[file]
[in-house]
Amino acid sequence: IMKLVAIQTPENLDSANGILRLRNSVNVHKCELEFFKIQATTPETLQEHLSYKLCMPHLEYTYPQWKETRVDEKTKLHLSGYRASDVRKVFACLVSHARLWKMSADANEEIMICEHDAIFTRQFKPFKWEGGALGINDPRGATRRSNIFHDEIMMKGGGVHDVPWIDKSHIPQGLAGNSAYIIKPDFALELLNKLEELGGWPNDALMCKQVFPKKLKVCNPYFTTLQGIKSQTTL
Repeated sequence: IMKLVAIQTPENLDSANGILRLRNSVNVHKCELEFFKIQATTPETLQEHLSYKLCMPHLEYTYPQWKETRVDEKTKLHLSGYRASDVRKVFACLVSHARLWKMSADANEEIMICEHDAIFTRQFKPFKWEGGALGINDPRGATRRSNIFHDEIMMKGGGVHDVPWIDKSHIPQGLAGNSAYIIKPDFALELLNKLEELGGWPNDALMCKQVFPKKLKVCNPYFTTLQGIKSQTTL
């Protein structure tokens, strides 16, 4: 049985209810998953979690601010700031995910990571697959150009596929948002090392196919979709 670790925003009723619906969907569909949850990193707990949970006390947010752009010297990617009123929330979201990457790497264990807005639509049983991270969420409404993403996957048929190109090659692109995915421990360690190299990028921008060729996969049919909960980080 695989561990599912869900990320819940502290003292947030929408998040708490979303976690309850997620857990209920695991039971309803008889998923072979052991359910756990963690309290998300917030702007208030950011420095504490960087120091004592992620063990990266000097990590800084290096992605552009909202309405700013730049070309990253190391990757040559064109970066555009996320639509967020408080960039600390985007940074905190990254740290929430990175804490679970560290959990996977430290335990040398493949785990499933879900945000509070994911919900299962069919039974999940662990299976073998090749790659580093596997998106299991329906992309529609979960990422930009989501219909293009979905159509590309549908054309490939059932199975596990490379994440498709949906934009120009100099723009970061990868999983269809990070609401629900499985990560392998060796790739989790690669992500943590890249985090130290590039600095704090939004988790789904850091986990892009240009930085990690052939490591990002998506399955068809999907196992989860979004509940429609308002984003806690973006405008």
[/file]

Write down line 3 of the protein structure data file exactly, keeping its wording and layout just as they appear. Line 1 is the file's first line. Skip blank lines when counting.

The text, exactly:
Repeated sequence: IMKLVAIQTPENLDSANGILRLRNSVNVHKCELEFFKIQATTPETLQEHLSYKLCMPHLEYTYPQWKETRVDEKTKLHLSGYRASDVRKVFACLVSHARLWKMSADANEEIMICEHDAIFTRQFKPFKWEGGALGINDPRGATRRSNIFHDEIMMKGGGVHDVPWIDKSHIPQGLAGNSAYIIKPDFALELLNKLEELGGWPNDALMCKQVFPKKLKVCNPYFTTLQGIKSQTTL